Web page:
Real time self service is worth around €5 billion a year (in Europe alone)

Written by on October 14, 2013 in BillingViews, News with 0 Comments

The cynics were out in London last week, for Informa’s Next Generation BSS Summit. A bunch of grumpy old men, sitting in the back row, tapping away on their computers and muttering “how long have we been discussing real-time?” and “real-time self service? Perchah! Pipe dream, I tell you.”

BillingViews had been given the chance to talk to Joonas Merenheimo of Northstream about some research they had conducted for AsiaInfo Linkage. The objective was to quantify the benefits of implementing real-time self service. The results were remarkable for two reasons.

First, although operators are still building business cases on call centre cost reductions – which are significant – they designed a business benefits model that worked out the potential revenue gains from such implementations. The results were impressive. But the cynics needed to know that the industry was in agreement before getting excited about the topic.

It turns out that the industry is in agreement.

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Real-time self service is a significant issue, right now. It allows operators to manage customers better, by, oddly, letting them manage their own destiny. It allows customers to feel they are in charge of their own destiny which makes the relationship better and the customer experience better. Operators and vendors alike were convinced.

Northstream believes that in one year European operators would be better off to the tune of €4.7 billion. What is extraordinary is that the cost savings element of this gain is a mere €541 million, leaving additional revenues from both post paid and prepaid accounts at over €4 billion. One example that the report cites is Sweden, in context quite similar to the U.S. Here is AsiaInfo’s analysis:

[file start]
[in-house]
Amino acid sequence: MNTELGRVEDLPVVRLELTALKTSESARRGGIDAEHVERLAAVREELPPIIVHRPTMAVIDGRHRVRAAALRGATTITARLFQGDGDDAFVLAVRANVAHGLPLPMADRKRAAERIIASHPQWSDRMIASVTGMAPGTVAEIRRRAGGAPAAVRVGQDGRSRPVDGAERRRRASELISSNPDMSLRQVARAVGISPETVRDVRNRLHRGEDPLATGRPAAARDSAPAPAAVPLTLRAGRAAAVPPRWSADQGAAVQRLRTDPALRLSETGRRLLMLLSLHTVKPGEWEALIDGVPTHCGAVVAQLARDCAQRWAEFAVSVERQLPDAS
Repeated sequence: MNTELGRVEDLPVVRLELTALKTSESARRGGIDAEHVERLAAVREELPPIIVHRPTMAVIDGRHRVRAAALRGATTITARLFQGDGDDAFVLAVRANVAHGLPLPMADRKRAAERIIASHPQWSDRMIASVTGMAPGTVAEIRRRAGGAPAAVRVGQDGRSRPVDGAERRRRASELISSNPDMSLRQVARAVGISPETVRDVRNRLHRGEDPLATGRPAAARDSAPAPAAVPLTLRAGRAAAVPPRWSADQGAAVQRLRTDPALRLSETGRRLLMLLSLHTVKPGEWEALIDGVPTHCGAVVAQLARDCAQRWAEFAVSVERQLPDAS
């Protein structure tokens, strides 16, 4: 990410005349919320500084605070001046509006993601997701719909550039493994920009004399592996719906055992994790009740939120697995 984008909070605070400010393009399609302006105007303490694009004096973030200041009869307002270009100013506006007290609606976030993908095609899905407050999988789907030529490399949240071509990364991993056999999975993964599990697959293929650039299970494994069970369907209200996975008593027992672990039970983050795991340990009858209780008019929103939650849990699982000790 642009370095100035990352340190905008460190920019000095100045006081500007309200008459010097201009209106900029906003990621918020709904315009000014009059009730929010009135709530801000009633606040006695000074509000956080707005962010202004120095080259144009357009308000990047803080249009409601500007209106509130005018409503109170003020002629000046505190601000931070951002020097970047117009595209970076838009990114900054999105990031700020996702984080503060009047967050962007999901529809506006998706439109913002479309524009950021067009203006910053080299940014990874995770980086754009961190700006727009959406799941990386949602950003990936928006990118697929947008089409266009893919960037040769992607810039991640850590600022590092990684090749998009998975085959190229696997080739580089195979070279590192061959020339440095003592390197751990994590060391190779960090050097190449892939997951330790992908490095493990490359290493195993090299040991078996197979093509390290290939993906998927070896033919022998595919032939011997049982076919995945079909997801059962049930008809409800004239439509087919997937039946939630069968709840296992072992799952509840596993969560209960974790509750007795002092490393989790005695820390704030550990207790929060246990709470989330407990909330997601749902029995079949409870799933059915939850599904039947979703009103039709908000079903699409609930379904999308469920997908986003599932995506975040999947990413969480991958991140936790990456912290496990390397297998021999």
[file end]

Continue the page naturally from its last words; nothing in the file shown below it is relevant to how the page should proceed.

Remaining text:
Northstream supposes that the simultaneous discontinuation of unlimited plans and the introduction of shared (limited) plans could be an opportunity for operators to monetize data services. As proven in North America (which has a similar context to Sweden), RTSS is fundamental to the success of shared data plans: the ability to control and monitor subscriptions independently, in real-time, is critical when multiple devices are sharing the same quota.

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The conclusion is clearly that real-time self service saves money and increases revenue. Significantly. The ability to simply and easily transfer balances and application bundles within groups is a major step forward.

There is, of course, a whole separate issue around the discontinuation of unlimited plans, which we will look at later in the week. The obvious comment is that how you manage their retirement is a critical issue.

Secondly, the potential of such a model as Northstream’s Business Benefits Model is enormous. Historically, operators have built business cases on cost savings not on potential revenue gains. The reason, not surprisingly, is that calculating potential gains is basically a guessing game.

Until now.

 

Northstream’s White Paper can be downloaded here.

AsiaInfo’s analysis can be downloaded here.

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About the Author

About the Author: Alex was Founder and CEO of the Global Billing Association (GBA), a trade body focused on the communications sector. He is a sought after speaker and chairman at leading industry conferences, and is widely published in communications magazines around the world. Until it closed, he was Contributing Editor, OSS/BSS for Connected Planet. He is publisher of DisruptiveViews and previously BillingViews. .

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